The object of our study is science. However, we cannot assume that because we are quantitative, we are value-neutral. In fact, the creations of our field are often used to construct value in science. We must acknowledge that the decisions we make in our field have consequences for the scientific system—indicators are often used to decide who gets to make science, whose voices are heard and valued, and what topics are studied. We must take great care, therefore, to ensure that we are a positive force in science and that the output of our field serves to advance, rather than to destroy the object of our study. We must continue to call out indicators that are poorly constructed or misapplied. We must continue to create standards for data collection and analysis that mitigate biases. And above all, we must continue to strive for a deeper understanding of the structure of science.

ISSI is not alone is this endeavor. In fact, there are several meetings that occur throughout the year, many of which happen simultaneously and tend to fragment our community. It is therefore with great pleasure that I announce our partnership with STI-ENID for the ISSI2019 conference in Rome. I am confident that in bringing together these two vibrant communities we will have more informed and more innovative conversation on the future of science. I look forward to seeing you all in Rome!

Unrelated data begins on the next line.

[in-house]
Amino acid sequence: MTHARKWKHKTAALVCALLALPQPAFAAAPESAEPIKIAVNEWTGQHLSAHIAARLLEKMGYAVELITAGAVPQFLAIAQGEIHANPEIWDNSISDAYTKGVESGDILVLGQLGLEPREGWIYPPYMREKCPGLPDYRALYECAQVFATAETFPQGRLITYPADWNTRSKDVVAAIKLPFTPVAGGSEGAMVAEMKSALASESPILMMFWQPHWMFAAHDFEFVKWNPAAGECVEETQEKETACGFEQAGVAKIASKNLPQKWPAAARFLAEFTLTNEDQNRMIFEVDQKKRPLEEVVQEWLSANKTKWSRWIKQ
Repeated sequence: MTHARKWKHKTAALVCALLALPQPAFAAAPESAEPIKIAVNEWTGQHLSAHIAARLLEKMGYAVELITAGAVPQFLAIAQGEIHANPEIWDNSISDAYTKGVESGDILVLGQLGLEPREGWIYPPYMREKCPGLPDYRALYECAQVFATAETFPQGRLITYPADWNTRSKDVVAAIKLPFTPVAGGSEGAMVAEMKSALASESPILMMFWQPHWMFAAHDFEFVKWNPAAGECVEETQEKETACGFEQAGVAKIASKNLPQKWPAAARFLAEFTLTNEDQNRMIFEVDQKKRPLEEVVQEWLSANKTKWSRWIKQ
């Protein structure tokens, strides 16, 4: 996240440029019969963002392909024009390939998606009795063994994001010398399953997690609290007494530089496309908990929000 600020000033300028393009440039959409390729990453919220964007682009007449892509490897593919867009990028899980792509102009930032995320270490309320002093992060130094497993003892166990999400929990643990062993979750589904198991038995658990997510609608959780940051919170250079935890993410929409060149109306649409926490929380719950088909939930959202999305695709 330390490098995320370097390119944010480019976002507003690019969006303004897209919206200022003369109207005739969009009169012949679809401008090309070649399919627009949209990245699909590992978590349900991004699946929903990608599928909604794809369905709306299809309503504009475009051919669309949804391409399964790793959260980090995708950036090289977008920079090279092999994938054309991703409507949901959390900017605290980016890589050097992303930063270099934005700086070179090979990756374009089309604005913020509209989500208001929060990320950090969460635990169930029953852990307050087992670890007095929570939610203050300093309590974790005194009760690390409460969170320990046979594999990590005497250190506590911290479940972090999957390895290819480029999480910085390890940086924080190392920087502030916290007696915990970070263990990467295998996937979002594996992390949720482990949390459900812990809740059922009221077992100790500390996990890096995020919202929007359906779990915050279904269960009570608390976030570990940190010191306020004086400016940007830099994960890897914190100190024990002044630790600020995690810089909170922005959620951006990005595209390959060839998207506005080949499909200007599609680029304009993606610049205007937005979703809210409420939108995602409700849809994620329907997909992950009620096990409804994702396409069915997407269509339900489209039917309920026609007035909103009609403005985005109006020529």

You can view the pictures taken at the conference here.

About the author

Cassidy R. Sugimoto

Cassidy Sugimoto is associate professor at the School of Informatics and Computing at Indiana University Bloomington. She researches within the domain of scholarly communication and scientometrics, examining the formal and informal ways in which knowledge producers consume and disseminate scholarship. She has edited and co-edited four books and has published numerous journal articles on this topic. Her work has been presented at numerous conferences and has received research funding from the US National Science Foundation, Institute for Museum and Library Services, and the Sloan Foundation, among other agencies. Cassidy is actively involved in teaching and service and has been rewarded in these areas with an Indiana University Trustees Teaching award (2014) and a national service award from the Association for Information Science and Technology (2009). She served as the President of the faculty at Indiana University in 2015-2016 and is currently serving as President of the International Society for Scientometrics and Informetrics. Cassidy has an undergraduate degree in music performance, an M.S. in library science, and a Ph.D. in information and library science from the University of North Carolina at Chapel Hill.